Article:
Feed on

I vaguely recall people arguing, during the health care “debates” that the increased cost of health care puts American firms at a disadvantage and hurts American workers because health costs eat up so much of the firms’ labor costs – so pay is lower than it otherwise would be, and firms have to skimp on valuable things like job training, vacation, and other desirable working attributes. It was even thought that high health costs hurt American employment. Ignore for now whether any of that is true and ponder this:

Many people, including wealthy retailers, are arguing that not only do “we” have a moral obligation to force some employers to pay more for their workers than they do today via increases in the minimum wage, but that by putting more money in the pockets of workers and by reducing labor turnover, that increasing the minimum wage will not only not harmful, but actually “good” for the American economy.

Now, I CAN make an argument, an awkward one, about minimum wages being “good” but just keep in mind the first paragraph above when you start hearing things like this. As we like to say here, YCHIBW.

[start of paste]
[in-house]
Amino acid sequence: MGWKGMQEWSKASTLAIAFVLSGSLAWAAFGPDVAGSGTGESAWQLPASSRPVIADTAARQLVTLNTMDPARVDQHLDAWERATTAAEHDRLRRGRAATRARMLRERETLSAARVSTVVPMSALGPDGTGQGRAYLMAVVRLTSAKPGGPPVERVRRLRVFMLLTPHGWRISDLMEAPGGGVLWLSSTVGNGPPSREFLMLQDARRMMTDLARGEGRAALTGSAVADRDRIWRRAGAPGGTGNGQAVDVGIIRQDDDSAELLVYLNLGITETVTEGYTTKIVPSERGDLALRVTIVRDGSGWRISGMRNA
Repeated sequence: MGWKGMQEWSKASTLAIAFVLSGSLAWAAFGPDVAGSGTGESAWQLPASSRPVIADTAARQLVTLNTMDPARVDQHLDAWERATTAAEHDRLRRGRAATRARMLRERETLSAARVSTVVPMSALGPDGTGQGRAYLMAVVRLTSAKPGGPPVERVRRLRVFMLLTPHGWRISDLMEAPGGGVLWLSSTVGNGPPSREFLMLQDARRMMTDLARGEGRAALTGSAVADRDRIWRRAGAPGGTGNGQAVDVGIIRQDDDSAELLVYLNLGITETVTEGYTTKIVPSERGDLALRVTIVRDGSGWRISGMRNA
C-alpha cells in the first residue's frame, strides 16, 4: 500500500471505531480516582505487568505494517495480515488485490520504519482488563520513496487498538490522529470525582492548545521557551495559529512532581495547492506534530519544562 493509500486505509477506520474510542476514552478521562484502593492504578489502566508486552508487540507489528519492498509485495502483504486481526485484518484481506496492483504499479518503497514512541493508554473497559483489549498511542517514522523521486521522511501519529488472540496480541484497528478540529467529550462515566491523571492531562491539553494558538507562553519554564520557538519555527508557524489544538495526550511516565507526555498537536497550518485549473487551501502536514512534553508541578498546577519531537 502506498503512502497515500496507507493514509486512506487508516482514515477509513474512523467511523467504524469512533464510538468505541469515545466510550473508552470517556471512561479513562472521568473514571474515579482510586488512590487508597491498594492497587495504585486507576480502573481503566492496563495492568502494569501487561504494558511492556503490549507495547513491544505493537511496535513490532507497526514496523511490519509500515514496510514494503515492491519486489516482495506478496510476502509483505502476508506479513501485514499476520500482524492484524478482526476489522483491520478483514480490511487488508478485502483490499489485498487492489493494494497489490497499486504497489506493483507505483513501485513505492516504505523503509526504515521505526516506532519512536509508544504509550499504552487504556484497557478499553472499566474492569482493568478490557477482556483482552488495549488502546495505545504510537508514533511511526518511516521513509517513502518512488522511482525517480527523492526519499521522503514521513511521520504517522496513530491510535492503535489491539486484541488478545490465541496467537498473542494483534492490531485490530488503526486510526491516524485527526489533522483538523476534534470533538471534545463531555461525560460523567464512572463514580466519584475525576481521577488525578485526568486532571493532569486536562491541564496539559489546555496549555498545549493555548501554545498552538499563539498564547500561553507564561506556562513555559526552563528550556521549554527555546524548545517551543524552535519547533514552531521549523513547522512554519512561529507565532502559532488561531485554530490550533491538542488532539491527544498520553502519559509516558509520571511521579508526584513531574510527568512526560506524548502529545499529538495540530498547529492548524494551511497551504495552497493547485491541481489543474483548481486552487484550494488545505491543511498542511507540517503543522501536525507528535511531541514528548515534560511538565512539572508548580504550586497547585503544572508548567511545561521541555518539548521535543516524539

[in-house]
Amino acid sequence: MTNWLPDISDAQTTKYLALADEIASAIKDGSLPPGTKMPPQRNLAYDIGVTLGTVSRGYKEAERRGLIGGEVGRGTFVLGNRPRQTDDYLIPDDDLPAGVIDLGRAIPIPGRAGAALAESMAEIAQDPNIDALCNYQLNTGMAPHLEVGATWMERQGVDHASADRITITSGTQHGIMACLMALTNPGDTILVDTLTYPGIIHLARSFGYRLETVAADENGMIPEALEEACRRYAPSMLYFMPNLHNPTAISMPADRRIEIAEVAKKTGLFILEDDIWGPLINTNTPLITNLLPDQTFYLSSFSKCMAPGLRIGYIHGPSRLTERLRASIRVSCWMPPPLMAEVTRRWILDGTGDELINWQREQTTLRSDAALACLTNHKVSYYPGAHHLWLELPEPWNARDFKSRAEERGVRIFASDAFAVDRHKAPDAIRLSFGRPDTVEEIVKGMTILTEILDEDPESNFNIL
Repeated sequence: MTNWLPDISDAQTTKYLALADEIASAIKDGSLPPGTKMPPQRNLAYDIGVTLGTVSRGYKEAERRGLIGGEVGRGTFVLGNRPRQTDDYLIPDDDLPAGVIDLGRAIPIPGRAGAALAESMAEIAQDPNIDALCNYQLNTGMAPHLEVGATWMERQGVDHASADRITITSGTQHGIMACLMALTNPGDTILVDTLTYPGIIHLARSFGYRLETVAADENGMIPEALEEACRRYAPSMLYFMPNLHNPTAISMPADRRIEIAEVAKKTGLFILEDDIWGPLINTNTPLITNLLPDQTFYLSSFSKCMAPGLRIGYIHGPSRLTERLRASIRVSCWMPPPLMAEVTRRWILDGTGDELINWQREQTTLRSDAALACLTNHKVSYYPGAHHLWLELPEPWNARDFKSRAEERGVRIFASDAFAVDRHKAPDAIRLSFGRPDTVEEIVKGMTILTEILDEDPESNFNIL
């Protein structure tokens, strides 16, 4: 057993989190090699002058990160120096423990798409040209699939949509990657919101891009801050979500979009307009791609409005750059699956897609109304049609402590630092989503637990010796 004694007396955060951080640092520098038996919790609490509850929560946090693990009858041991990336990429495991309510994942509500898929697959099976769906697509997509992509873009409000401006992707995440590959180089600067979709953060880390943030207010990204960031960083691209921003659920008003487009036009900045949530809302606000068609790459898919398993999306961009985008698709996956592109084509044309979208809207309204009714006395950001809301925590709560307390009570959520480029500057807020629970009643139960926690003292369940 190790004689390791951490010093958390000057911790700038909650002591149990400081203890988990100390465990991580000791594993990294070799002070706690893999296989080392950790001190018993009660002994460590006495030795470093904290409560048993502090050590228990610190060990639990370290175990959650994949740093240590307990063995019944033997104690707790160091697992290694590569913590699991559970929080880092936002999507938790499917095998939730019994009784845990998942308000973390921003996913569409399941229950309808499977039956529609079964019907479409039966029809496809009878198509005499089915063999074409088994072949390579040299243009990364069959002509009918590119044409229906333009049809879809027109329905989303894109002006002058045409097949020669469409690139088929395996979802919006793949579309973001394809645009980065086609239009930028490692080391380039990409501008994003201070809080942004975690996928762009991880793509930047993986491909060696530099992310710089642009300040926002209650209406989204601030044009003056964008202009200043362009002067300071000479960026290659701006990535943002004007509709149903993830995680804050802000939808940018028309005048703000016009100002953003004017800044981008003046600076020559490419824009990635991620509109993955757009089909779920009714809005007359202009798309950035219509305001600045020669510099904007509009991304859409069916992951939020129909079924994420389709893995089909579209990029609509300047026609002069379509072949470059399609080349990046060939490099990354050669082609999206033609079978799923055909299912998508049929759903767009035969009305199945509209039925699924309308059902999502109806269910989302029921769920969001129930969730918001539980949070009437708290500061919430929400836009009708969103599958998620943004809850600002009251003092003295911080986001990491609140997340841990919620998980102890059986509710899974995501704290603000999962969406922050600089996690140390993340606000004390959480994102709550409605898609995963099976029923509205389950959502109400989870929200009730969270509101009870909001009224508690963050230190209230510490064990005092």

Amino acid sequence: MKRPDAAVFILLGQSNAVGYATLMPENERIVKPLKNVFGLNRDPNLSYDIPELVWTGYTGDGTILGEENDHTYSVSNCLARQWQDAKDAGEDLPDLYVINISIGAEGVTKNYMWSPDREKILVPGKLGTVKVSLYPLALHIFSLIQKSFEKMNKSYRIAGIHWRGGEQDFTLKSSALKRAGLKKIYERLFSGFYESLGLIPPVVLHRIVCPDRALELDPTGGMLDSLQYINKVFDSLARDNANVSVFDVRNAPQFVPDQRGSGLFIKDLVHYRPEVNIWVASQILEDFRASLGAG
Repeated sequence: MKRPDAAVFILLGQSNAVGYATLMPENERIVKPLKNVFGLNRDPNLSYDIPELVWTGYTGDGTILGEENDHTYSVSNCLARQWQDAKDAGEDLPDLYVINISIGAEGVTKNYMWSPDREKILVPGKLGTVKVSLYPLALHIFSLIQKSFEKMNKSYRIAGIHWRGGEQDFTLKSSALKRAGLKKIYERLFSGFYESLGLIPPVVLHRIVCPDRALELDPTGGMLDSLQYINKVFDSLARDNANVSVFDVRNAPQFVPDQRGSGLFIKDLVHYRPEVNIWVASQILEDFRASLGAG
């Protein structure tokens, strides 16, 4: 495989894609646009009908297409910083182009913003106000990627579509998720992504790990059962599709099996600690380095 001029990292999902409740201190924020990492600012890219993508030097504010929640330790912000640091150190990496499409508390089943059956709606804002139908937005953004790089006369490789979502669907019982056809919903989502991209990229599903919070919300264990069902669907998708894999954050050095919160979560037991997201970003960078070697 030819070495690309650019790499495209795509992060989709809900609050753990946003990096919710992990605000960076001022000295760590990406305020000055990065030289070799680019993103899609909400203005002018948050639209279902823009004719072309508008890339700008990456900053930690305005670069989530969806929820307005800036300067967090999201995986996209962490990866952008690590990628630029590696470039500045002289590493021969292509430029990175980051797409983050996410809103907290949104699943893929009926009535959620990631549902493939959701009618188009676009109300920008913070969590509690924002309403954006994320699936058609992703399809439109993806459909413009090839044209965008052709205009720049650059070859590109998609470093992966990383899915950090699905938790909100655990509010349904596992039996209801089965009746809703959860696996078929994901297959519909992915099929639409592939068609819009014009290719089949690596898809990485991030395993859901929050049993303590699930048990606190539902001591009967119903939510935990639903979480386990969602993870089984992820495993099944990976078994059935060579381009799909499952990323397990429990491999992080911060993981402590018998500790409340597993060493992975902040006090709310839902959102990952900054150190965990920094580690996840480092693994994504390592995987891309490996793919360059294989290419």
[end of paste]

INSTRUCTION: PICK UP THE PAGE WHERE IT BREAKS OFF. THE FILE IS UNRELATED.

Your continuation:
Have a great weekend.

One Response to “Weekend Ponderance: Labor Demand Curve Edition”

  1. Harry says:

    Not arguing here with you, WC, but what wealthy retailers? Do we refer to Sam Walton, one of the retailers who succeeded, or the original owners of Abercrombie & Fitch, the ones who safari jackets? Retail is a very tough business, not the same as if you go to work for any company where your future is at risk, even if you go with a company that fires 100 out of 1. It takes bravery and smarts for starters, to open a store, and a lot of labor, if one were to pay one’s self, at $.01 per hour.

    So who are these people talking about the unfairness created when people turn themselves into rich people when they build a business, collect a boatload of money, and then perhaps go on to go public, and get a few more thousands of millions? What the hell is wrong with that? Because we, sitting around hoping for something did not get it and are covetous of their wealth? In any ethical conversation, folks who defend covetousness lose, even if they reject the Ten Commandments.

    So, how about promoting laws to make more fair the profits of North Korean retailers, Cuban retailers, or Venezuelan retaiers who sell toilet paper, chicken, and Che Guevara tee shirts?

Leave a Reply